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Parents' Guide to

The Chronicles of Narnia: The Voyage of the Dawn Treader

By Sandie Angulo Chen, Common Sense Media Reviewer

age 10+

Engaging third Narnia adventure is fun for tweens and up.

Movie PG 2010 115 minutes
The Chronicles of Narnia: The Voyage of the Dawn Treader Poster Image

A Lot or a Little?

What you will—and won't—find in this movie.

Community Reviews

age 8+

Based on 37 parent reviews

age 6+

The epitome of Narniaian adventure

The Voyage of the Dawn Treader is a wonderful adventure. While Prince Caspian was a big disappointment,this movie returns the wonder of Narnia found in The Lion,the,Witch,and the Wardrobe. Now,the Voyage of the Dawn is not NEARLY as literal a book to movie translation as the Lion,the Witch,and the Wardrobe was,the spirit of the story is absolutely preserved. The feeling of adventure our now seafaring friends provide in the book is absolutely present in the movie. The order in which they find each of places is somewhat different in the movie than in the book but they are all there. The biggest change from the book to the movie is that the key plot point involving Eustace occurs much later in the film than it did in the book. The Voyage of The Dawn Treader is an exceptionally well made movie that really captures the spirit of it' s story. The visual work and acting is the best of the 3 Narnia films. The change of order of events doesn't bother me at all. They hit all the important places and the plot and spirit of the story is captured well. I also really liked the character moment where Caspian decides to stay in Narnia rather than seek his father in Aslan's country. His comments "I don't think my father would be proud if I gave up everything he died for." And "I've spent too much time wanting what was taken from me and not what I was given." speak to a reflective and maturing character and I thought that was a nice bit of character development. The Voyage of the Dawn Treader is a family friendly film and is perfectly appropriate for anyone in 1st grade or older. Pause for those below 1st grade because of the sea serpent. I highly recommend this wonderful adventure movie. Sex/sexuality: Not an issue. Drugs,alcohol,and tobacco: None at all. Language: The 1 out of 5 is accurate. No profanity. Just some mild insults. Emotional intensity: 1 out of 5. Not much. There is a feeling of sadness when it is realized that Edmund and Lucy will never return to Narnia. Violence: 2 of 5. The least amount in the series. The sea serpent can be scary and there is some sword stuff but it's a pretty tame movie overall. Absolutely on for: 1st graders and older. Pause for anyone younger. How faithful is it to the book?: 80% Positive role models: Caspian for sure. And he makes his decision and his own. Aslan does not give Caspian advice on whether to seek his father or stay in Narnia,only that his choice cannot be undone. Caspian then reflects and makes the mature and responsible choice to stay in Narnia and fulfill his duties as king. Positive messages: The story of Eustace gives a good message that a person can change and become a better person.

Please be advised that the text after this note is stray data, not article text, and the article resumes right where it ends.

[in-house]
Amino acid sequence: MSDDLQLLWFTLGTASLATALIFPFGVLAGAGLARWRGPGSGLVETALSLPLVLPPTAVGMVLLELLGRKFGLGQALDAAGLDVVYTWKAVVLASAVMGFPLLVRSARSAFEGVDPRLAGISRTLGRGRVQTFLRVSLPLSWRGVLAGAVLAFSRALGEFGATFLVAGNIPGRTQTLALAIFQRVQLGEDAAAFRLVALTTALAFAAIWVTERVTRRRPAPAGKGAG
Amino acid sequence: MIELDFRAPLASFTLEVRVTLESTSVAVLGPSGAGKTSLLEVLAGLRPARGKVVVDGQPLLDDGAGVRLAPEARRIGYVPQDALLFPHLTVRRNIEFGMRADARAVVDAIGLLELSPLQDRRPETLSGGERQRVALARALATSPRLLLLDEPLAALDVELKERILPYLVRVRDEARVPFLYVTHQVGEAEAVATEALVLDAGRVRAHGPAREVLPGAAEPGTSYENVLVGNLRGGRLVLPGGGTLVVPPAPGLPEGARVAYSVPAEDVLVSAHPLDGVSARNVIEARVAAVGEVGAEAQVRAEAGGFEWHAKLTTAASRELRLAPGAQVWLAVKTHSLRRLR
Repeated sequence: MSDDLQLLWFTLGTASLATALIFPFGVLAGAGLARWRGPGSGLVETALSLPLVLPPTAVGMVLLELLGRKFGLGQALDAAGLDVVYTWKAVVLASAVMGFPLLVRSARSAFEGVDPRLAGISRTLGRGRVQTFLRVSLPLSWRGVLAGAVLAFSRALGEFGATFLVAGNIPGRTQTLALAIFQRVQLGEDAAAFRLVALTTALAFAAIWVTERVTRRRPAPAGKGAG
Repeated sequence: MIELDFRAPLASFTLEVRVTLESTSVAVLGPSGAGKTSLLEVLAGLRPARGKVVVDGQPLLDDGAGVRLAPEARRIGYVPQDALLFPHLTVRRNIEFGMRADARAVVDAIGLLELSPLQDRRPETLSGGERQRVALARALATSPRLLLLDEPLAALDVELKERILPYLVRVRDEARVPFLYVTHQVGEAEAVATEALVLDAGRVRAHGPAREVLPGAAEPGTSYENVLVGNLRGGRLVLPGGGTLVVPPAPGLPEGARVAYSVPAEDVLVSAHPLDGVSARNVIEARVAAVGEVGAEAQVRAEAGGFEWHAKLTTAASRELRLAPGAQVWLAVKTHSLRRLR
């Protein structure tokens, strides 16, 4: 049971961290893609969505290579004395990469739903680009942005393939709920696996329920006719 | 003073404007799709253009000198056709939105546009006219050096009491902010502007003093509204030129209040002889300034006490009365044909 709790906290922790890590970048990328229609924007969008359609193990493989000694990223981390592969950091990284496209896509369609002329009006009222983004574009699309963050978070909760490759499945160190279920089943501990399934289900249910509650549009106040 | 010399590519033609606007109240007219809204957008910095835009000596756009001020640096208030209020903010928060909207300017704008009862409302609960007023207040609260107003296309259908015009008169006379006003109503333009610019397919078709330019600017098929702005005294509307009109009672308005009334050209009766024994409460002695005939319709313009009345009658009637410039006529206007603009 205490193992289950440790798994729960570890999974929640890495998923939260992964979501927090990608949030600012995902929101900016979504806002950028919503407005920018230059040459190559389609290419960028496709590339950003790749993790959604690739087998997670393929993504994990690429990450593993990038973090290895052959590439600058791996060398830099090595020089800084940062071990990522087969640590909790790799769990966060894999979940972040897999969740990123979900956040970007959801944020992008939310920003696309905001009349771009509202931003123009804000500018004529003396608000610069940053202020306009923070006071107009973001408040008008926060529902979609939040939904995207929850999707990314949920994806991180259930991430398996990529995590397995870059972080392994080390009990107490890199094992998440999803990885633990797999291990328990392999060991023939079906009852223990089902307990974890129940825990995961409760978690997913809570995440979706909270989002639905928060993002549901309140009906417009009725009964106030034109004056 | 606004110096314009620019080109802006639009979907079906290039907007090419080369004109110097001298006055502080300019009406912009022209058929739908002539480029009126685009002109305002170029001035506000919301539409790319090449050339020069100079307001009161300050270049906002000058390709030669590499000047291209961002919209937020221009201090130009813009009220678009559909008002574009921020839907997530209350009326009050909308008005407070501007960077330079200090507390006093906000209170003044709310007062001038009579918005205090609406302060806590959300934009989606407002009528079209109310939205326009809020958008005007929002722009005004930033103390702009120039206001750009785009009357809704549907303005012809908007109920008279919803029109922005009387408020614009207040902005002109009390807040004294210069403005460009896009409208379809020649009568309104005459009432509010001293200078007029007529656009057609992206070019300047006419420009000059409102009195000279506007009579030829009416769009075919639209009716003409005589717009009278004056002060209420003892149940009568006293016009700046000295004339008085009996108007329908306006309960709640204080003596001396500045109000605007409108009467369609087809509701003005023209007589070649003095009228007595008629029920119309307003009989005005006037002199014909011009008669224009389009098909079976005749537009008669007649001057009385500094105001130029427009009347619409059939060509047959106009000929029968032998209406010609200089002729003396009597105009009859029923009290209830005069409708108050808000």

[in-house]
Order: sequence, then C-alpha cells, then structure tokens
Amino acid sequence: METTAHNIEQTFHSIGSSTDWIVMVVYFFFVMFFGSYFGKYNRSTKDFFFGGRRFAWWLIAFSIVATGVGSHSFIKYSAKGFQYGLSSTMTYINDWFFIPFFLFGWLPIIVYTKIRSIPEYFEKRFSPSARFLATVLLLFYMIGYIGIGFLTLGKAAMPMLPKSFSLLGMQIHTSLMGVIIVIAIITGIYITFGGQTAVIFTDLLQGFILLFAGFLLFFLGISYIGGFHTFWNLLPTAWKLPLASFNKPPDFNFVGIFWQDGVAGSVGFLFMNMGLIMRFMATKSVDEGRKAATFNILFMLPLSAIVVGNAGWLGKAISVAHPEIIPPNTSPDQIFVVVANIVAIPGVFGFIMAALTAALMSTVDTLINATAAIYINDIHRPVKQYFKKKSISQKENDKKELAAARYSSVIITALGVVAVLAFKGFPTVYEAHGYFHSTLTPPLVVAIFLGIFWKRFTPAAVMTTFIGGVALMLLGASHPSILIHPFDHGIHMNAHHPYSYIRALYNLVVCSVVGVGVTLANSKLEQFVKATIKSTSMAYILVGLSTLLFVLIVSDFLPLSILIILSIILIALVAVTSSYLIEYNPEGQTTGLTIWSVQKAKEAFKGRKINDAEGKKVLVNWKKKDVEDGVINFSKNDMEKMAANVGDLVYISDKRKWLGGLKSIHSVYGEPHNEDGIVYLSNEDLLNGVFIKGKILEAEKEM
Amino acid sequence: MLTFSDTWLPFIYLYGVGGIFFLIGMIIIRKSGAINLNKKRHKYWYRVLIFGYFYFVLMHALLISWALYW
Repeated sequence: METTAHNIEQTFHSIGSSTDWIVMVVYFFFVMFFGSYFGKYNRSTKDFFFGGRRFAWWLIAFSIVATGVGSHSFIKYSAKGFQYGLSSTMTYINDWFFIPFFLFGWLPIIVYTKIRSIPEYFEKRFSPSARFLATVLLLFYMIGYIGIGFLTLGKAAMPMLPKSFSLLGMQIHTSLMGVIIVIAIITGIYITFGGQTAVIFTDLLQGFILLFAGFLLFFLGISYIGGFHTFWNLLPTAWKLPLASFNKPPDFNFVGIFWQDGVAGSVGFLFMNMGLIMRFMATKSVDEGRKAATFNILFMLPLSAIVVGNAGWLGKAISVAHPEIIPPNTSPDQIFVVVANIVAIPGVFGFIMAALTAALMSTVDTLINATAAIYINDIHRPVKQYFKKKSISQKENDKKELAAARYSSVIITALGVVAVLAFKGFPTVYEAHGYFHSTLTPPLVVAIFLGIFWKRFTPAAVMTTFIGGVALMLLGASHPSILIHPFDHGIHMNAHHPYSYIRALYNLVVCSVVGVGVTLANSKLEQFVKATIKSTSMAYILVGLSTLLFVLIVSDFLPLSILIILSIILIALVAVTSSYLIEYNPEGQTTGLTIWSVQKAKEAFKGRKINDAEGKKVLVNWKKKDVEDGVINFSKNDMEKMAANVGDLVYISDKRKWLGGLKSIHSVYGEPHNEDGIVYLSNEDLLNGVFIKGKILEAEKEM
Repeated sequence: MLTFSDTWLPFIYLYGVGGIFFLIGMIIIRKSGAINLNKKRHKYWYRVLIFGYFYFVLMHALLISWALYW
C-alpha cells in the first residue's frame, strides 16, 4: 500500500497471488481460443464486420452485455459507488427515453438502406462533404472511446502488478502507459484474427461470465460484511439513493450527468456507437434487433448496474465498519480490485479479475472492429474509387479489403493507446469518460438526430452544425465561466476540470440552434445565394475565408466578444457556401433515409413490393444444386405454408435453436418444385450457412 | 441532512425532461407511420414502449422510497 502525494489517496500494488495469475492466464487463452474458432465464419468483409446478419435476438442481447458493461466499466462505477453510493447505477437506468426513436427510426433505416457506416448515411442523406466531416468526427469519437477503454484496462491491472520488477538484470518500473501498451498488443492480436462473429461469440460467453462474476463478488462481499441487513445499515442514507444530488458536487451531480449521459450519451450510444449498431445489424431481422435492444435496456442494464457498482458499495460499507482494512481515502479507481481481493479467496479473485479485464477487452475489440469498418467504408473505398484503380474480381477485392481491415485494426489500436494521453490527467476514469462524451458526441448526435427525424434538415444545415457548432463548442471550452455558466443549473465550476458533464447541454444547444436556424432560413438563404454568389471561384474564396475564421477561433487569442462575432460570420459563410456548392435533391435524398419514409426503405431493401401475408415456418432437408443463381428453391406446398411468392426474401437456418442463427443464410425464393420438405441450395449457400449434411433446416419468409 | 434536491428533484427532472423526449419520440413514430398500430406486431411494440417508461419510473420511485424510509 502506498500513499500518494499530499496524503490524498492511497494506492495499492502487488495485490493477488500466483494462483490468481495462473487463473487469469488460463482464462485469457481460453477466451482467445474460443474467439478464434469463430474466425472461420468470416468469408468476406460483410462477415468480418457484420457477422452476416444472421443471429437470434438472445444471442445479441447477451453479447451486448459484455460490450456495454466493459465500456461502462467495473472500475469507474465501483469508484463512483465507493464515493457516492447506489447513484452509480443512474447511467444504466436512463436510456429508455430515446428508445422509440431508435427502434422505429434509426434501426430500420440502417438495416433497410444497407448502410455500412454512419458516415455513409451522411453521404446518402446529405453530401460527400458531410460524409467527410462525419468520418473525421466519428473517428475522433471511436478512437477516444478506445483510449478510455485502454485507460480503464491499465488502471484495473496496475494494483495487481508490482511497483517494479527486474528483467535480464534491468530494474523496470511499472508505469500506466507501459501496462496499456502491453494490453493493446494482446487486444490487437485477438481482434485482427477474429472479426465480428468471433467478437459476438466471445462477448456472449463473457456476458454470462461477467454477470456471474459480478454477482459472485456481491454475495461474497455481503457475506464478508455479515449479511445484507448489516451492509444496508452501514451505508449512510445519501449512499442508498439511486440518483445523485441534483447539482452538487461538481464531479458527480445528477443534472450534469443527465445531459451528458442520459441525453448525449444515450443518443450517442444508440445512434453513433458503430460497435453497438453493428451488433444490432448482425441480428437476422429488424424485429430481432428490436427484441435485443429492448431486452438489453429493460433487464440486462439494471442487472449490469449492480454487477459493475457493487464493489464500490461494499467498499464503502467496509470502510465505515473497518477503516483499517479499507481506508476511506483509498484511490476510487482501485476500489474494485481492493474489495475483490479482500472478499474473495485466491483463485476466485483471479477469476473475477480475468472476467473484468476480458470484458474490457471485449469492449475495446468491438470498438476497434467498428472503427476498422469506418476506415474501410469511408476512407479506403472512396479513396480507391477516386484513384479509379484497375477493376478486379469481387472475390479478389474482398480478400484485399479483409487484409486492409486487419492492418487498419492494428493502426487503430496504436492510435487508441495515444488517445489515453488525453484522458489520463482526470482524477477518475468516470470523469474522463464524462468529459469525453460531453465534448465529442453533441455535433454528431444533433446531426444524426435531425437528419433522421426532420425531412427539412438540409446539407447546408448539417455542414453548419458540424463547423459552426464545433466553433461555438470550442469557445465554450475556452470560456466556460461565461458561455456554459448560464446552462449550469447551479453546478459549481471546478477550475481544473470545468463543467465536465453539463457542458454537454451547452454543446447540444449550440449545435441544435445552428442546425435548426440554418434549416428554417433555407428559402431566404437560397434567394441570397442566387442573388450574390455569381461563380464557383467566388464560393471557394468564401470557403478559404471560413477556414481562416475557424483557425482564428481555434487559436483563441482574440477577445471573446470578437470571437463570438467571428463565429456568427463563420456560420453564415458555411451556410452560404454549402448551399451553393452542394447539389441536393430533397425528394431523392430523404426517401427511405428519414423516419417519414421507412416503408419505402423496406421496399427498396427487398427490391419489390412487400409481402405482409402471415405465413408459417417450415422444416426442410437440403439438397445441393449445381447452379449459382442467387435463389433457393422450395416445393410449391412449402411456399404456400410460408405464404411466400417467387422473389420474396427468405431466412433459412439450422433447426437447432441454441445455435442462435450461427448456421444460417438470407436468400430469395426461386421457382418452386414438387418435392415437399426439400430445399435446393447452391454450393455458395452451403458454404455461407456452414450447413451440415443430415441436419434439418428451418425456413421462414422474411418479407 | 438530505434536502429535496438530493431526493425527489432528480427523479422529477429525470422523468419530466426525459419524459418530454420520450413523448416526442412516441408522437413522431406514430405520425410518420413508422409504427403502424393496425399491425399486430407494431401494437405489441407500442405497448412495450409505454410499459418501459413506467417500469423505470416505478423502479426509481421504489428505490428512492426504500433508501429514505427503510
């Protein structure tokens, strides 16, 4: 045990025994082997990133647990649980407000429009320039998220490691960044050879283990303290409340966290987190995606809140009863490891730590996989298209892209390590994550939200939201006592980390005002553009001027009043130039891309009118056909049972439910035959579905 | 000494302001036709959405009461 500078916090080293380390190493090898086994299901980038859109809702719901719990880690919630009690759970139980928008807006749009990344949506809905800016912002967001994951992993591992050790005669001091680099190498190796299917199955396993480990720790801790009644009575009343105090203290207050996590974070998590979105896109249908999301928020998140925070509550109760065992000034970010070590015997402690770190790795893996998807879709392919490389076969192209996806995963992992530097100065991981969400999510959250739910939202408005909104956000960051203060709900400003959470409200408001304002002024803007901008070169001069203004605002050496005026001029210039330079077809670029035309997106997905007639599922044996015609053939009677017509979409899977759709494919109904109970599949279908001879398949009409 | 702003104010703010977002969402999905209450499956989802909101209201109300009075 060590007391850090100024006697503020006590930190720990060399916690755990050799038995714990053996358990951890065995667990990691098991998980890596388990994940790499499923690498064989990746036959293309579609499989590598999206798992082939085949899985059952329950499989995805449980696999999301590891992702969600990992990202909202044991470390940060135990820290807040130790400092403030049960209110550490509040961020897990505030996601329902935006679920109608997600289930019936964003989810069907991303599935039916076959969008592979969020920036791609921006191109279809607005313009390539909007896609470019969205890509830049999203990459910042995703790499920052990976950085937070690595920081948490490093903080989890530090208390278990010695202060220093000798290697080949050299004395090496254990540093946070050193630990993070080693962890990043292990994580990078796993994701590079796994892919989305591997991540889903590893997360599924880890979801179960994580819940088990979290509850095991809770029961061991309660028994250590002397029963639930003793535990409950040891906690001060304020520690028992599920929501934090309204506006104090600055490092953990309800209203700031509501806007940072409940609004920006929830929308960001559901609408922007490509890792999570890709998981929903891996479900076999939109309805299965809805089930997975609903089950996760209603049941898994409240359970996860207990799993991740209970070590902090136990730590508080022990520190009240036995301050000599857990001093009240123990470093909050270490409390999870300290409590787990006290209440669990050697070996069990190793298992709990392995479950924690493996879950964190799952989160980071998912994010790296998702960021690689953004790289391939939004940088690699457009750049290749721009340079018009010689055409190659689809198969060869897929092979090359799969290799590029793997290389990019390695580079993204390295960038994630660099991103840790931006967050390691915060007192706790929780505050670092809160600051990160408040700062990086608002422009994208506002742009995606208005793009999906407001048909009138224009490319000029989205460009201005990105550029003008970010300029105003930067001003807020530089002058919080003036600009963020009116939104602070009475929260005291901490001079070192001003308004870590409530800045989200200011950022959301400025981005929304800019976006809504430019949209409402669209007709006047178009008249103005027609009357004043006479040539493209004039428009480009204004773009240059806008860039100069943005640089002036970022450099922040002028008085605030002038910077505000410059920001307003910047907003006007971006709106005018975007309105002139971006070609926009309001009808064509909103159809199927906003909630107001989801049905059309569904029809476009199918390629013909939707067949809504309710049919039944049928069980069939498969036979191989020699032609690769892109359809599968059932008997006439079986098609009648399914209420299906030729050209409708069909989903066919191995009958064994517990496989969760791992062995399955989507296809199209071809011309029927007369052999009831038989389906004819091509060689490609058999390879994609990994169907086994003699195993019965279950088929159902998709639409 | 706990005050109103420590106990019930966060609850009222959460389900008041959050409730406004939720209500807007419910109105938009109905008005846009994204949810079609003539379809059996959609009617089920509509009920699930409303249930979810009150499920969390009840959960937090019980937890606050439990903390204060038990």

age 18+

Very, very, badly made.

C.S. Lewis probably turned over in his grave when this was made. It was so bad. Bad acting, inaccurate, stupid, and there is some weird stuff in there. I put 18+ on it because that was the last and I do not recommend it to anyone.

Is It Any Good?

Our review:
Parents say (37 ):
Kids say (96 ):

The Chronicles of Narnia series isn't exactly The Lord of the Rings saga, but, THE VOYAGE OF THE DAWN TREADER is surprisingly engaging. Yes, it follows the less-glamorous younger siblings and their insufferable on-screen cousin, but that's true to Lewis' story and allows for Edmund and Lucy (and Keynes and Henley) to mature and show that they're as worthy as Peter and Susan to fight for Narnia. Simon Pegg replaces Eddie Izzard as the voice of Reepicheep, and once again the sword-wielding mouse is a highlight of the action -- in this case helping Eustace grow into a brave defender of Narnia.

Director Michael Apted, a master at nuance and character development (he made both the groundbreaking documentary series 7 Up and the Oscar-winning biopic Coal Miner's Daughter), smartly focuses on the relationships between the main characters rather than the action. There are still some special effects-heavy sequences, but it's not mind blowing. So Apted chronicles how Lucy deals with her desire to be as beautiful as her older sister and how Edmund struggles with his jealousy over living in Peter's -- and now Caspian's -- shadow. These are believable younger sibling "issues," and it makes the Pevensies -- and Eustace, who's too logical and uptight for his own good -- incredibly relatable to a tween audience, many of whom are experiencing similar doubts about their self-worth. So although this saga isn't quite as memorable as other epic fantasies like LOTR and the Harry Potter movies, The Voyage of the Dawn Treader is a worthier-than-expected journey.

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